A candid chat with Jack Bogle, founder of the Vanguard Group and crusader for low mutual fund fees for 65 years, reveals his take on exchanged-traded funds, smart beta, the Department of Labor's fiduciary rule, and why the mutual fund industry needs to change.
InvestmentNews: You were not happy with exchange-traded funds when they first came out. Are you still unhappy with them?
Mr. Bogle: It's just the way I was at the beginning. My thesis is that ETFs are fine as long as you don't trade them. As long as they're not traded, they can be more convenient for some people. The problem with some ETFs is how weird they are. The Securities and Exchange Commission is looking at triple leveraged funds — they just make no sense at all. Single-country funds are too risky, too specialized. Vanguard stayed in the mainstream.
InvestmentNews: What do you think of smart beta?
Mr. Bogle: I can't believe you asked me that. (Rob) Arnott had 10 years to prove it. He failed. (Jeremy) Siegal had nine years. He's failed. I gave a speech to some quantitative analysts called “David and Goliath: Who Wins the Quantitative Battle?” Goliath is the algorithmic and David is the arithmetic. (In the speech before the Institute of Quantitative Finance on April 18, Mr. Bogle argued that smart beta funds — the algorithmic — often increase risk, or costs, or both). Return minus costs is what investors get, and there's no way around that — none, nada, nil.
InvestmentNews: How did you feel about the Department of Labor's fiduciary rule for retirement accounts?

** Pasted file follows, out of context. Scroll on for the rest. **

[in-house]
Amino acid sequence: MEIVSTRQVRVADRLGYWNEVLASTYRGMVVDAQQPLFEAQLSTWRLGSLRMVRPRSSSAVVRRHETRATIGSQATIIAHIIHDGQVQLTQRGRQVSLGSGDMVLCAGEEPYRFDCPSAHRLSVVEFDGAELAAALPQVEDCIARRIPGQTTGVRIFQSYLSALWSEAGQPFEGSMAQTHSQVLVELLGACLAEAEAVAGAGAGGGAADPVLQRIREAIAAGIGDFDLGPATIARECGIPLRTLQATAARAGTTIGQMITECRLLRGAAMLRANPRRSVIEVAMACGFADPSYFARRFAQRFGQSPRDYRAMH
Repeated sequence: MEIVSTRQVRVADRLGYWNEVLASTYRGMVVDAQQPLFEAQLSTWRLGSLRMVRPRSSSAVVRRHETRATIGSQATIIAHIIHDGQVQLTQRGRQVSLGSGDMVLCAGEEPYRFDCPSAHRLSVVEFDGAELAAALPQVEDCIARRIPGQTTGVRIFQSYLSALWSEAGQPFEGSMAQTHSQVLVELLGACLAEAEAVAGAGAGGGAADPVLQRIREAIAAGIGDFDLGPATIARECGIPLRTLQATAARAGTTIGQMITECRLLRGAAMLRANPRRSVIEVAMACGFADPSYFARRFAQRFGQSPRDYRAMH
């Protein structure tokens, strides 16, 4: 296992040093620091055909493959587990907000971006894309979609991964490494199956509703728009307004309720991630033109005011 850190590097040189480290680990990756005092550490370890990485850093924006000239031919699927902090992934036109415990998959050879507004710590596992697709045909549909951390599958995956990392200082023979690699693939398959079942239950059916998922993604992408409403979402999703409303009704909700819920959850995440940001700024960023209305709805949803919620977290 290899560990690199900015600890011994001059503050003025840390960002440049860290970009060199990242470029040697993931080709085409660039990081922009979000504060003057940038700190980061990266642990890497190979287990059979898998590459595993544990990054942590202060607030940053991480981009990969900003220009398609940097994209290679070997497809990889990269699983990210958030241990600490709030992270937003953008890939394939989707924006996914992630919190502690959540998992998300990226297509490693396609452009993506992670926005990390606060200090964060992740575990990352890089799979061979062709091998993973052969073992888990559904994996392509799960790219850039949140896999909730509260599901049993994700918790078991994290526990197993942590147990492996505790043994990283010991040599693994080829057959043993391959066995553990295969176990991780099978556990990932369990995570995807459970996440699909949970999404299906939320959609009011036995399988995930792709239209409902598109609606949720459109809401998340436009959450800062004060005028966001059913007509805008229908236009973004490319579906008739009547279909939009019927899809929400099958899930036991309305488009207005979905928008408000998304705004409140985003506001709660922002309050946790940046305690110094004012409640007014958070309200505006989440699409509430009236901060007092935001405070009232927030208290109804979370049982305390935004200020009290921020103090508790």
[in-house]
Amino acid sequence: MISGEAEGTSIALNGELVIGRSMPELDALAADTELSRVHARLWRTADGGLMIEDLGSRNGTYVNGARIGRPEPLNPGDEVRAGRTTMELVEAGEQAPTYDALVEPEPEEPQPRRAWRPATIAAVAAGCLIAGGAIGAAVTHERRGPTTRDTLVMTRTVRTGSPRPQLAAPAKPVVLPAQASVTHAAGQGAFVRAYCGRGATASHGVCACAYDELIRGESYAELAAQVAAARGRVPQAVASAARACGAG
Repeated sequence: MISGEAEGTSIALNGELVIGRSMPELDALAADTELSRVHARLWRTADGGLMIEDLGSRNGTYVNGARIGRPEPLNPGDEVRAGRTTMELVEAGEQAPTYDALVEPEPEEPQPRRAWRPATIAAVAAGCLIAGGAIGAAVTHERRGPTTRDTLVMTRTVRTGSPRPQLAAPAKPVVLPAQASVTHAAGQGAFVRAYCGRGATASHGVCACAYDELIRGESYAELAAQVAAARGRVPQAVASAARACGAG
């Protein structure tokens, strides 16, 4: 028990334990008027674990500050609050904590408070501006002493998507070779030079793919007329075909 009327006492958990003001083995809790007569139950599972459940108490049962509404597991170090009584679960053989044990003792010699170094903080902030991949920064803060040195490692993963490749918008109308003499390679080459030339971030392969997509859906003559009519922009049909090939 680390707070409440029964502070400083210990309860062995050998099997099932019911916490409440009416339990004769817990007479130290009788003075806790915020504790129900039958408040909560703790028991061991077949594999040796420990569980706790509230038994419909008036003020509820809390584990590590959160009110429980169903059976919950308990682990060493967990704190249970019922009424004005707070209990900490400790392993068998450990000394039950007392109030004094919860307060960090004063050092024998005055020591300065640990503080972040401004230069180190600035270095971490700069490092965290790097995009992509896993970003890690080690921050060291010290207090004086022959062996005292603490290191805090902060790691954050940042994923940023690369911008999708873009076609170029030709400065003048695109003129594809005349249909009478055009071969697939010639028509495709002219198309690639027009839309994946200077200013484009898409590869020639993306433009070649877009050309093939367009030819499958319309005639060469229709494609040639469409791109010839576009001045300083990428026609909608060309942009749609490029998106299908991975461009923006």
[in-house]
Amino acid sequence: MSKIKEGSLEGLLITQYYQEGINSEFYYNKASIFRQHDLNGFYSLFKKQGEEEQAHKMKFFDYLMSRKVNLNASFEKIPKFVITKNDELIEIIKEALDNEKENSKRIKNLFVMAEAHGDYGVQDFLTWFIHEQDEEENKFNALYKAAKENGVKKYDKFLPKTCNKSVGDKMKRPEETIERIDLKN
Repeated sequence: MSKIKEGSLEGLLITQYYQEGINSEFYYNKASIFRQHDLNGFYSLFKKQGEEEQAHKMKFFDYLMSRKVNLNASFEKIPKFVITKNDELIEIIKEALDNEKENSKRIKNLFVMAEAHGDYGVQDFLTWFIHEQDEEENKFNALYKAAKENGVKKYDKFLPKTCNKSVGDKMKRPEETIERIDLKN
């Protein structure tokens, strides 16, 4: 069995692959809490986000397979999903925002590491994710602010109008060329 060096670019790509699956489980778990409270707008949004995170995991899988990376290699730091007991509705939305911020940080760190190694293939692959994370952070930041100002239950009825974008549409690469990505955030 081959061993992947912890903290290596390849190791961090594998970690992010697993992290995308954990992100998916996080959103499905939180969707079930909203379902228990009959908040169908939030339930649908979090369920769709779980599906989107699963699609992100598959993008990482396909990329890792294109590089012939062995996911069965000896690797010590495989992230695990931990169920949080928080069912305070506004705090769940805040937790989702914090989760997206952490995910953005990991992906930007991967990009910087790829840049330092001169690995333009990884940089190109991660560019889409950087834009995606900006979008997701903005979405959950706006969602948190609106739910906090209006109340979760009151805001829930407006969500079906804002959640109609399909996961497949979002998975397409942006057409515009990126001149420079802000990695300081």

Mr. Bogle: I was very pleased. I've been talking about the fiduciary responsibility since my senior college thesis. Outside ownership of mutual funds is the real problem. They're trying to earn a return on their capital instead of yours.
InvestmentNews: If you could be king of the mutual fund industry for a day — not that you're not — what would you change about the industry?
Mr. Bogle: I have a lover's quarrel with the mutual fund industry. I'd change the structure — have them live up to the name and be mutual and be more honest in their disclosures. Cost makes the difference — and we haven't even talked about inflation and taxes. Most funds are tremendously tax-inefficient. The reality is that most people don't realize the tremendous drag of costs and taxes. Nowadays you hear a lot about costs but nothing about taxes.
InvestmentNews: What's the most recent non-investment book you've read?
Mr. Bogle: The Bully Pulpit: Theodore Roosevelt, William Howard Taft, and the Golden Age of Journalism, by Doris Kearns Goodwin. I wrote a junior paper in college on the muckrakers.